Despite the mention of fairness, Seb Maley of employment status firm Qdos Consulting, told ContractorUK that the announcement on IR35 reform will “certainly be unnerving to contractors.”
He added: “HMRC’s recent focus has been on supervision, direction and control – so perhaps this is something that will take greater prominence with IR35.
“Unfortunately 'SDC' is a grey area in itself, so let’s hope any potential solution has been properly thought through. Ultimately the changes to dividend tax could lessen the financial impact of IR35 anyway, but contractors will need time to get their heads around what the Budget is going to mean for them. It’s certainly going to cause a shake-up.”
Maley is not the only adviser to consider how the announced changes to dividends will interact with the pledge to review IR35, but he is alone in seeing an upside.
“This fundamentally isn't a great day for contractors,” Martin Hesketh, managing director of Brookson told ContractorUK in a statement.“Yet another IR35 review [has been announced], as well as introducing significant changes to the way dividends are taxed - each of these is likely to impact contractors and freelancers.
“Changes were also announced to the Employment Allowance…[so] all [in all], contractors are likely to take home less of their hard-earned money, and the[n there’s the] proposals on travel and subsistence tax relief”.
Paul Spindler, partner at Kingston Smith, agrees that contractors are clear losers of a Budget that claims to be in support of “working people” – as the chancellor announced in the House of Commons.
Mr Spindler told ContractorUK: “Although the Budget was hailed as one for ‘workers’ this doesn’t seem to apply to contractors operating through their own limited company.
“It has long been a practice for the contractor to receive a salary, and dividends to top up any needs for cash. The Budget has made the cost of taking those dividends more expensive by tinkering with the rate at which dividends are now taxed.”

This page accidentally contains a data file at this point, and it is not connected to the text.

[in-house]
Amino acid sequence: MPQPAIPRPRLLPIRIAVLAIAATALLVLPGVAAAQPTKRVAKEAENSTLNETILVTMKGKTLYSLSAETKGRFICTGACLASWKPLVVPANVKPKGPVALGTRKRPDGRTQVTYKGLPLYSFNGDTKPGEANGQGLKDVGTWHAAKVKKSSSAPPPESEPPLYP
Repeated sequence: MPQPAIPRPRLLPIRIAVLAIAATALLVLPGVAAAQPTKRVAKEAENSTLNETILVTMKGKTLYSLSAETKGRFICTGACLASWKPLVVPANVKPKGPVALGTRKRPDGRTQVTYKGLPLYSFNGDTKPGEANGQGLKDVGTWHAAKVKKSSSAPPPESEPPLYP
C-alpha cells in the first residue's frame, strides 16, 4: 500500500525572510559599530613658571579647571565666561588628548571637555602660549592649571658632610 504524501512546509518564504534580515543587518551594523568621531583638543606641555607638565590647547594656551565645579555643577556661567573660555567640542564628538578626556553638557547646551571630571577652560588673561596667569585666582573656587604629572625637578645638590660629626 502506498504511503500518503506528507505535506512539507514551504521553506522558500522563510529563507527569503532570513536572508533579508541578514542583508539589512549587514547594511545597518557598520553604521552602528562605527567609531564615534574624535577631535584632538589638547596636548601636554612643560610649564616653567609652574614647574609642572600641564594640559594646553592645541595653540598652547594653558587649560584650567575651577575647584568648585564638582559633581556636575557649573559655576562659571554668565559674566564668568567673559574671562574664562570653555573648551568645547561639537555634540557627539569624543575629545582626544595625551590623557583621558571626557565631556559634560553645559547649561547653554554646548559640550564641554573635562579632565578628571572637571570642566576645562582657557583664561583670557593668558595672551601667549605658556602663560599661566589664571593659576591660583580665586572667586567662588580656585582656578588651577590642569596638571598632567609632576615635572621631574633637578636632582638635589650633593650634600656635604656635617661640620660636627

He signalled that the Budget is unlikely to please contractors’ accountants either. Firstly, the calculations for any particular individual on the lowest tax split between salary and dividends will need a calculator and a spreadsheet. And secondly, accountants will have to "wait to see" if the restrictions to the EA will be extended to include employees who are associates of the directors.
One of those contractor accountants, Mr Hesketh, summed up the implications of Summer Budget 2015 for his clients: “In our view, this is an ill thought-through [Budget] and [contains] ill-informed move[s] by the government.”
Roger Sinclair, legal consultant at contracts advisory Egos, agrees. He told ContractorUK: “[The dividend tax hike] coupled with the removal of the NI employment allowance for companies where the sole director is the only employee - suggests to me that this is a bad budget for contractors. The devil will be in the detail, of course.”
More positively for PSC contractors, and potenitally helping to offset the higher costs of running a limited company, the Budget commits to lowering corporation tax for both large and small firms alike, as the rate will be cut to 19% in 2017, and to 18% in 2020.
Editor's Note: Further Reading on Summer Budget 2015 -